Seriously - get From Here On here, you will not be disappointed, then start petitioning to get these guys playing all the time! This is only the beginning of the Lower Spectrum odyssey...

Lower Spectrum - Then Unfold
Lower Spectrum - Blind Light

Sunday, 10 March 2013

Bunnymen Haunted By Echoes Of Das Poltergeist

Echo & the Bunnymen go space odyssey on us? That's how it is, as Will Sergeant has formed with Les Pattinson (also formerly of the Bunnymen) alongside Nick Kilroe (current Bunnyman, drums) to form Das Poltergeist (formerly just Poltergeist). The debut LP Your Mind Is A Box (Let Us Fill It With Wonder) won't be out til June (through Proper Records), but you can get the gist of what to expect from these two early cuts. See what you think.


Joey Fourr's Five

I'm hoping to keep this short - I worked all day yesterday, was woken up early today, and want to do as little on this Sunday as possible - but I felt I had to give some lip service to London's Joey Fourr. Ex-Tubelord Lord Joseph Prendergast's lo-fi solo odyssey first reared its head last year on Art Is Hard's Pizza Single Biweekly Club, and he has since released five EPs - shiza... All of differing focus and fidelity, but all of interest. There is a lot to be said here, but I am really tired (sorry Joe!) so instead I'm going to say that this stuff has grown on me to the point that when a track inadvertently sneaks onto my playlists I grin and stop what I'm doing for a few minutes, take in the song and forget about the stresses of life. That to me is a good enough seal of approval.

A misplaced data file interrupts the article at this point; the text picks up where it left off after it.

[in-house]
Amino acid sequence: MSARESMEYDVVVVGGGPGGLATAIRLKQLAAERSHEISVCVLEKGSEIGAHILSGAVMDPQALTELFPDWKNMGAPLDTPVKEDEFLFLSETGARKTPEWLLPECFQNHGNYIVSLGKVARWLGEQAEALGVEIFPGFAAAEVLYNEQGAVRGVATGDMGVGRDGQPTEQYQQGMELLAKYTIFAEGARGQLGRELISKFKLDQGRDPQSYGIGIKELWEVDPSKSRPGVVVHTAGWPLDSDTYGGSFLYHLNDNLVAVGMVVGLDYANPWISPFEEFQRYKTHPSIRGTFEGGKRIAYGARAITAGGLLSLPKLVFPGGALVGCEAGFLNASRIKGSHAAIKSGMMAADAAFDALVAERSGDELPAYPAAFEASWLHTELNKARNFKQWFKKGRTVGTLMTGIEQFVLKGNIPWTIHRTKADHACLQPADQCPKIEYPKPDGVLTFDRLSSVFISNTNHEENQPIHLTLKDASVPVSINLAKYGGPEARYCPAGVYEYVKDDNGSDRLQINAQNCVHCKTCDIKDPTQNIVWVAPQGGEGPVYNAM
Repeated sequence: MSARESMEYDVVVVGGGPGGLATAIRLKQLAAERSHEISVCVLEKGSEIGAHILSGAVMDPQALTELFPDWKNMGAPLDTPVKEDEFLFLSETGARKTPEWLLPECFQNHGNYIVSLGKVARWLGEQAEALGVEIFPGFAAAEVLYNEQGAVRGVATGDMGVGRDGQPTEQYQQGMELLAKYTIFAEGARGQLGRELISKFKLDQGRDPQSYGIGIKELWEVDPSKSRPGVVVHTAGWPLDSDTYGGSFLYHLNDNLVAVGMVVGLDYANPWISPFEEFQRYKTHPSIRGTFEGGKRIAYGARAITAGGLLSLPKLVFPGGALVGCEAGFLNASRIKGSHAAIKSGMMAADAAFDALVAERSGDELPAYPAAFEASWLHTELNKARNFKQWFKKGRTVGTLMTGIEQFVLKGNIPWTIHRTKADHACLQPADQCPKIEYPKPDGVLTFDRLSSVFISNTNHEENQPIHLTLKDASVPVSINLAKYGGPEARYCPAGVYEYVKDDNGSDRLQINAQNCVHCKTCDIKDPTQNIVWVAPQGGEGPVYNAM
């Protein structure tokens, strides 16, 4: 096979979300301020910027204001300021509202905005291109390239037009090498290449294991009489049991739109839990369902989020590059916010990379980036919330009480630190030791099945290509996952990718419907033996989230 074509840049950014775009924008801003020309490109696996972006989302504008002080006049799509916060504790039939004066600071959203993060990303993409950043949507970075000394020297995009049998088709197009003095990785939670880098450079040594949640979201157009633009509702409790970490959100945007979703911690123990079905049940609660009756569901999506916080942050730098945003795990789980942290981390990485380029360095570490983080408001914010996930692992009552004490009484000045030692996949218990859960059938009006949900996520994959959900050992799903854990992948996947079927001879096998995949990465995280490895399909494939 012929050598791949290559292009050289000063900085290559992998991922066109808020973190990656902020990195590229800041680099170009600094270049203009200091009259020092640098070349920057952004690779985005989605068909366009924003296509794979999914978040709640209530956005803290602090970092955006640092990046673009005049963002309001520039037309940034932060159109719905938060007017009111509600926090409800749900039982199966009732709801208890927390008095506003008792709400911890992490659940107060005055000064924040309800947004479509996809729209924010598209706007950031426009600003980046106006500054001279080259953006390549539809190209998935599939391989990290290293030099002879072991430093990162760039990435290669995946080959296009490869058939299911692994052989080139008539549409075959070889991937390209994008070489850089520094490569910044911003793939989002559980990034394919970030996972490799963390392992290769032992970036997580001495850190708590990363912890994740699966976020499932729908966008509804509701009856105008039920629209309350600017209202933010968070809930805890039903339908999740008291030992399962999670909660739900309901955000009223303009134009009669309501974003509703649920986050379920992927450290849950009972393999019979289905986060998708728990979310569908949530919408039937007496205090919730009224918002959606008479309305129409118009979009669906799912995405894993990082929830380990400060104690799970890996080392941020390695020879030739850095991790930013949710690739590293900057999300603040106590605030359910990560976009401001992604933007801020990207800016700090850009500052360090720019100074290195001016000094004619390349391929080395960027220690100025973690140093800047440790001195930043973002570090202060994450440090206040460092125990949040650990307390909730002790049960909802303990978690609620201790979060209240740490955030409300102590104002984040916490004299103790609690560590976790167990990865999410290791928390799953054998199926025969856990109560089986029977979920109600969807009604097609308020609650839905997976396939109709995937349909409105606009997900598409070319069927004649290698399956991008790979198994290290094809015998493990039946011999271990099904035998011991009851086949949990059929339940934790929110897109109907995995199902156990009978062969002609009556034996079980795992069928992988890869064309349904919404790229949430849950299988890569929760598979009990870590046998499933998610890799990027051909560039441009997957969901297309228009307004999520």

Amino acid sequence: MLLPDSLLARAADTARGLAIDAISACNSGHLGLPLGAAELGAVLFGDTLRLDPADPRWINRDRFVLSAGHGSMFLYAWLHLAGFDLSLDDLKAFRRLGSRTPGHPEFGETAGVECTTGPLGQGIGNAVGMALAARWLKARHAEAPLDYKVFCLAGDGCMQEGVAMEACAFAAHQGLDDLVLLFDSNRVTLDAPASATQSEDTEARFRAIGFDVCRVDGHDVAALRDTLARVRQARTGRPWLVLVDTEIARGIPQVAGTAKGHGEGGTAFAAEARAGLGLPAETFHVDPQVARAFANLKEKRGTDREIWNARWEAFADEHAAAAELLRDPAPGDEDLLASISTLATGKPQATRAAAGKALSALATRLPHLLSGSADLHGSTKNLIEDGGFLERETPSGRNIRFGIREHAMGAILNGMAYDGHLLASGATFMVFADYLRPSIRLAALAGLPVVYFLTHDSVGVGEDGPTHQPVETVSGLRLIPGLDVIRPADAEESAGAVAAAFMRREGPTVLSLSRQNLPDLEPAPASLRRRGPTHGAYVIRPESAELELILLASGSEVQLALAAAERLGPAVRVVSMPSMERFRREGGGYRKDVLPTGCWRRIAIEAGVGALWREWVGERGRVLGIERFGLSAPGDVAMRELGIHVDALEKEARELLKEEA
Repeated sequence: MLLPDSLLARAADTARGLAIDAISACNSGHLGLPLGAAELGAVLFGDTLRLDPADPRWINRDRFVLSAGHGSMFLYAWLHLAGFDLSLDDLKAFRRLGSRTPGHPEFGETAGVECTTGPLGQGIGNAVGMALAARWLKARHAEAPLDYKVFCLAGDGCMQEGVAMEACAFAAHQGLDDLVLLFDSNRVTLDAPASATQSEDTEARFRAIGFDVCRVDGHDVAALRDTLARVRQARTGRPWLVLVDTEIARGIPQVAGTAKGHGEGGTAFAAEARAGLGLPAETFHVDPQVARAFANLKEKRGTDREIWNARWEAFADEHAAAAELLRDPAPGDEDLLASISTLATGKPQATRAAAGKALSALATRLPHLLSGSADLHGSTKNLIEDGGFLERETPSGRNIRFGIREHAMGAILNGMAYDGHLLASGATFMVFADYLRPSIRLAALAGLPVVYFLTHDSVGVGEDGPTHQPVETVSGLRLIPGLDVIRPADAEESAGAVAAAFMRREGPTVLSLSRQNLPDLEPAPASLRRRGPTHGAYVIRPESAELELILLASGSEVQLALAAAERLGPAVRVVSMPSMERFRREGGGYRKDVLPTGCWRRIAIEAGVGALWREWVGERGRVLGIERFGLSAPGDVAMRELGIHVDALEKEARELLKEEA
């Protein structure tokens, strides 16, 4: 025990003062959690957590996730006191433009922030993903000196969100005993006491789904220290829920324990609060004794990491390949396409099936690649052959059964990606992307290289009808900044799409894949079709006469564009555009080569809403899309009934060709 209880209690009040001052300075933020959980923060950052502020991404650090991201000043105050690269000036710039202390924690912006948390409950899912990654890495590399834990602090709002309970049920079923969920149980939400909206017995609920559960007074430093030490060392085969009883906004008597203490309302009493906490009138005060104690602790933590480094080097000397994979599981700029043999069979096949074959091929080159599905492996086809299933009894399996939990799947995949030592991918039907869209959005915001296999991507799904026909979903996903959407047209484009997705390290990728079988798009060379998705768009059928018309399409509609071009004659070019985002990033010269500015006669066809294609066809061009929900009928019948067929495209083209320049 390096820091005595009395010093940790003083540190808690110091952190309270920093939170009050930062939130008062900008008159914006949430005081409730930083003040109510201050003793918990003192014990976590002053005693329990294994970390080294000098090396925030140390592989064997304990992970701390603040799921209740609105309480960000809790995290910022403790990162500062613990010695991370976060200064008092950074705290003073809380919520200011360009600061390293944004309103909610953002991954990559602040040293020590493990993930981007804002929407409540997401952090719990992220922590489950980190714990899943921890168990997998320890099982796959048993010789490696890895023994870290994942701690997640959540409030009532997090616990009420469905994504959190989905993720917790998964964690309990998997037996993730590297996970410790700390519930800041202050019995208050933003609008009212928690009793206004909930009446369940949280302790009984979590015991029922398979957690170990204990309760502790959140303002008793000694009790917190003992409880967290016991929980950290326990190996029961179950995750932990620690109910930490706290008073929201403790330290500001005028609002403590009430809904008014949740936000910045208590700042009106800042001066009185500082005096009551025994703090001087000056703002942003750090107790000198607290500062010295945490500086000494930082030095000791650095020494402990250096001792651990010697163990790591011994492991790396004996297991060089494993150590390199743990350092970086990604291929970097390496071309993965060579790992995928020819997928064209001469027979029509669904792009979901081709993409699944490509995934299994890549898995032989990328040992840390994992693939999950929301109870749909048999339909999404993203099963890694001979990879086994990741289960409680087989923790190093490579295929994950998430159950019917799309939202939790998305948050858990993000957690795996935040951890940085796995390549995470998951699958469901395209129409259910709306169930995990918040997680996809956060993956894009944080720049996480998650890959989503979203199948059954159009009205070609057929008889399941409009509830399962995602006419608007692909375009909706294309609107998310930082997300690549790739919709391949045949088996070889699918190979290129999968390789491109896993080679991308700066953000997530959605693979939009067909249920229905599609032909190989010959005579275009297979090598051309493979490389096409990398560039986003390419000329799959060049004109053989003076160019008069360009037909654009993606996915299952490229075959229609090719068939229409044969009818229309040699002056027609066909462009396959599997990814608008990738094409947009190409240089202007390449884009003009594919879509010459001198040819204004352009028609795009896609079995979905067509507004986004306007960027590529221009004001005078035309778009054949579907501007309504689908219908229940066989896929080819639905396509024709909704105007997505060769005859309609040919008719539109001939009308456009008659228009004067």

Here is a taster from all five EPs. Head here to get them (in differing stages of cost and mediums).

 The latest EP, Sunslime.

'Surf Dye' off Museums.
'Wet Hips' off We.

'Play With Yrself' off Crack Is Whack.

'CROSS†DRESSER' off How To Buy Happiness.

Saturday, 9 March 2013

Looking Beyond The Cyclopean

Monikers are funny things. Two of the bands I’ve posted about this weekend I had serious misgivings about, before I had read a line of press release diatribe or heard a note of noise. One is Soccer Mom, which I posted about yesterday – and I STILL struggle with that one (sorry guys...).